If “Loving Yourself First” Feels Impossible: This Is For You!

If “Loving Yourself First” Feels Impossible: This Is For You!

‘To love and be loved is to feel the sun from both sides.’ – David Viscott


“You have to love yourself first.” How many times have you heard or read this? Have you ever felt completely disarmed – or just plain upset – by this idea that self-love would be the pre-condition for you to be able to love others and find “true love”? Have you ever thought: “I will never get there”? Well, you are not alone. And I will be brutally honest here: Loving oneself can be f***ing hard! For many of us, “loving oneself first” might even just feel impossible – I mean truly loving oneself, not falling into some kind of narcissistic self-centered pattern.

How do you love yourself when, growing up, you have constantly received the explicit or implicit message that you were not lovable? How do you love yourself when, later in life, traumas or significant losses have left you feeling unworthy and untrusting? How can you love yourself when you have made bad decisions that have dramatically affected not only your life but others’, when you have been battling terrible addictions, when everything in your life tells you that you are not lovable? You don’t even need to be in any of these situations for this idea of loving yourself first to make you feel that: 1) There must be something wrong with you because you are trying but you are not really feeling it like others seem to (because everybody says it, right? so they must be feeling it!); 2) There is a very high summit somewhere that you may never be able to reach.

So how do things work for those of us for whom “loving oneself first” does not fit?


Loving others and learning to receive love

We start by loving others, and by progressively learning to receive love – the second half is the hardest part, of course. There is a reason why, when I guide a loving kindness (or compassion) meditation, I always start by suggesting to send love to others and then, very progressively, to alternate between sending love to others and sending love to a version of oneself (as a baby? as a young child if there is a time associated with a happy memory?).  Not-the-other-way-around. In the process of loving others, our hearts learn to open up to the feeling that we may receive in exchange. At the subconscious level, our mind also starts to integrate that if we are able to send love to at least someone or something, maybe there is that part of us that is loveable.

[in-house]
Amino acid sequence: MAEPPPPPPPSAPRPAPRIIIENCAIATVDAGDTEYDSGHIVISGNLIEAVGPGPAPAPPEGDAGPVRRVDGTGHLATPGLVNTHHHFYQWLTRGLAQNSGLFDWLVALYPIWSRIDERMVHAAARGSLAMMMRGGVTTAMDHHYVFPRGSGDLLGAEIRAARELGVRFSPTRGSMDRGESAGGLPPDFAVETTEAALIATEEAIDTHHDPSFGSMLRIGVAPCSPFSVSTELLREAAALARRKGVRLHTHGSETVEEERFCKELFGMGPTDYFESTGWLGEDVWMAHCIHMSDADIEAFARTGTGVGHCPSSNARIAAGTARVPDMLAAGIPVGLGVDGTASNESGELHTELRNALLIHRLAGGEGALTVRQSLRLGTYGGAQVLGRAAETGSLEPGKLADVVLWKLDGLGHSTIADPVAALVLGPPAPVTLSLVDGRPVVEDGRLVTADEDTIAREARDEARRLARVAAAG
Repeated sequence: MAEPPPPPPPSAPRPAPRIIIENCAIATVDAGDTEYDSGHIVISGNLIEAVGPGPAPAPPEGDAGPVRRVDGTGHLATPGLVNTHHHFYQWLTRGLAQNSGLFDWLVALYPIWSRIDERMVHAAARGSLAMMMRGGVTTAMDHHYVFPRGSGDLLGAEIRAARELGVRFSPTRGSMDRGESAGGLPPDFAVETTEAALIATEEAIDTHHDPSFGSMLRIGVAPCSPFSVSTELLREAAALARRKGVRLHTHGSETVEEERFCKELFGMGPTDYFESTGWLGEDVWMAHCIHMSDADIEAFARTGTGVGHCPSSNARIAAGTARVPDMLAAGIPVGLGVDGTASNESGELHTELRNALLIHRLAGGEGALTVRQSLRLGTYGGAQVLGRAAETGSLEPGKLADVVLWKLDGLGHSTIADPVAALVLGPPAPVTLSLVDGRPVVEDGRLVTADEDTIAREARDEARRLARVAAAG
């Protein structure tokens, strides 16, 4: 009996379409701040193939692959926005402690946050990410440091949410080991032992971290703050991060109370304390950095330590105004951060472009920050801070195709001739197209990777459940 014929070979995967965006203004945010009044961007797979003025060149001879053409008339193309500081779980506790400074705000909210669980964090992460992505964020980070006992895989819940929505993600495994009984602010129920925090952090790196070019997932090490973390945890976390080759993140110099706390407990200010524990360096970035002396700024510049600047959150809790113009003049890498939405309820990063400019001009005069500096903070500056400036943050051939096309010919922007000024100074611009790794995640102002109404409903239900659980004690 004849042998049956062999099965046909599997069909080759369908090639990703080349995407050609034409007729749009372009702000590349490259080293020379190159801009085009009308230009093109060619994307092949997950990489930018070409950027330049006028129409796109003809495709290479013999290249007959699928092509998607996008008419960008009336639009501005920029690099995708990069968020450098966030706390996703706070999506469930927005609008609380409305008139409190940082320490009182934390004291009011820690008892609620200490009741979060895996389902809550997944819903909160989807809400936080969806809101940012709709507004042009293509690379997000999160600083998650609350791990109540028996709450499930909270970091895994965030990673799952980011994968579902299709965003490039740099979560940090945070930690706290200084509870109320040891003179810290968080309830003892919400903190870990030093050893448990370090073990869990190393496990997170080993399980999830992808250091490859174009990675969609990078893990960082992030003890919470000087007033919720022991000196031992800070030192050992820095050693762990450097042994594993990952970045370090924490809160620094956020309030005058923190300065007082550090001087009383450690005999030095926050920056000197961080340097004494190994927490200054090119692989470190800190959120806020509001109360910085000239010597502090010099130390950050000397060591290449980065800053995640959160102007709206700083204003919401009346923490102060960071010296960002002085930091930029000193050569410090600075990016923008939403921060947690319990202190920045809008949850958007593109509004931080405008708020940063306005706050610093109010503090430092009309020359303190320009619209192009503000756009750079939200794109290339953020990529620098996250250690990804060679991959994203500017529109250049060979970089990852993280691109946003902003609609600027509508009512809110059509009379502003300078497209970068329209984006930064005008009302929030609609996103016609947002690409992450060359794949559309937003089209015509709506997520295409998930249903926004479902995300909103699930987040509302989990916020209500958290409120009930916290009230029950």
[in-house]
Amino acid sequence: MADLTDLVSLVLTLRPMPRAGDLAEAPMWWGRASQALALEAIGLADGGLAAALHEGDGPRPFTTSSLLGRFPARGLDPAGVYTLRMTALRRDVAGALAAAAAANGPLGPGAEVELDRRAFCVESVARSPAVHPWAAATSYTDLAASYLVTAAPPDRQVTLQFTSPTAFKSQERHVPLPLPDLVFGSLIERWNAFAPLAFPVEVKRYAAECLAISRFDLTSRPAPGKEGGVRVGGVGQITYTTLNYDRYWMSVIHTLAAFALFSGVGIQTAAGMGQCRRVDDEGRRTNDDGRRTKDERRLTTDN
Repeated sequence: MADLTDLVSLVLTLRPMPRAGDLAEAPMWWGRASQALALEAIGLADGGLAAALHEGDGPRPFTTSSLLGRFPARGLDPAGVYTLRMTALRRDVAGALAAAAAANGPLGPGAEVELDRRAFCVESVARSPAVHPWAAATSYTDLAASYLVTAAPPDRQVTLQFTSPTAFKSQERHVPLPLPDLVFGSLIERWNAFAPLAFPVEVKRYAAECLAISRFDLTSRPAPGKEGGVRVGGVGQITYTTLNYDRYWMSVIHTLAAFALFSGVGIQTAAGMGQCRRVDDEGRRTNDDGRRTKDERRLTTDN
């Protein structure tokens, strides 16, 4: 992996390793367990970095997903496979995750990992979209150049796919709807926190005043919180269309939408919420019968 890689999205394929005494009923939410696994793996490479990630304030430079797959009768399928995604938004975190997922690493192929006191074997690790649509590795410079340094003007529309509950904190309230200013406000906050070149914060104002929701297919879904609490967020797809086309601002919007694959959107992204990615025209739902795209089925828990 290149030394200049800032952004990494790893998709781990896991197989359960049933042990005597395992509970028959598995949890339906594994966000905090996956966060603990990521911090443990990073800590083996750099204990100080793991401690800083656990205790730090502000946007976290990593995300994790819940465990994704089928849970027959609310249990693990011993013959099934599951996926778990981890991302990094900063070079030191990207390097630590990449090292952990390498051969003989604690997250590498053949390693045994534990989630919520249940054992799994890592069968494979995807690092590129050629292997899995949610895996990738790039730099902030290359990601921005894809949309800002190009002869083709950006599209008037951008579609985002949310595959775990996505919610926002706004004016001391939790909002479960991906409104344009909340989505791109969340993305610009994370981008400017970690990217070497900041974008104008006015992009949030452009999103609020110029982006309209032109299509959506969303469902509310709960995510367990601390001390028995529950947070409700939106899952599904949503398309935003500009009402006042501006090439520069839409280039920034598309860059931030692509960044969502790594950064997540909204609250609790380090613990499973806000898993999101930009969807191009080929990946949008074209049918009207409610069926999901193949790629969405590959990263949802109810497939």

It might take more time to receive but the mere fact of having people into our lives who make us feel worthwhile help to progressively develop self-love. In many support groups, one of the key processes to help a person recover (in particular from addiction) is that the group cares for the individual, and holds them in a loving way until she/he can start loving themselves. This is also one of the ways in which different types of therapy help individuals heal from depression, loss, and addiction. In the healing room, one thing that I learned the very first day I started working as a shamanic healer is that you start loving the person you support the minute they come to you – it is not even a decision, and you don’t always like them, you just love them, and that’s the first piece of the healing, and maybe the single most important thing you need to do as a “healer.”


Honoring the choices that we are able to make out of love

Another way I have seen many able to progressively develop some sense of self-love is in actively recognizing and honoring the positive choices that they were able to make for others and for themselves (yes, here too, choices for others may come first). Here, I am not necessarily talking about big decisions. At times, we need to start with daily simple choices. This process may also involve revisiting what, in the past, we did well, and honoring those moments for what they were. This process is in part about rewiring the way the brain has been processing our past actions and in part re-writing the stories we have told ourselves, without forcing anything, but just allowing a slightly alternated version of ourselves to progressively emerge.


Deeply reconnecting with our soul and learning to love and serve it

For me, personally, this may well have been the most healing of all. As I deeply reconnected to my soul – that energy within me that was way bigger and amazing than anything I had known before – my commitment to serving it only deepened. When it might have still been hard to truly love and take care of myself, it was clear that I wanted to honor the soul that I was hosting in my human body and take care of her! Because I could not – I cannot – claim any credit for who and how my soul is. But I felt a sense of responsibility towards it, and I wanted it to be all that it could be. And this included being a positive presence in the world and not adding to any negativity.


Let’s be clear: this is not necessarily a step-by-step process to learn to love ourselves; at times, the mere thought of such an unattainable summit can be paralyzing. I am talking about a process through which we progressively heal ourselves, and become more alive, less defined by what has happened to us.

And then, maybe, we progressively become aware that, in that process, we are starting to love ourselves.

Not the other way around.


Béatrice Pouligny | Shamanic Healer and Spiritual Mentor




By |2019-02-15T00:51:22-05:00February 14th, 2019|Compassion, Loving Kindness, Self empowerment, Soul Work, Trauma healing|0 Comments

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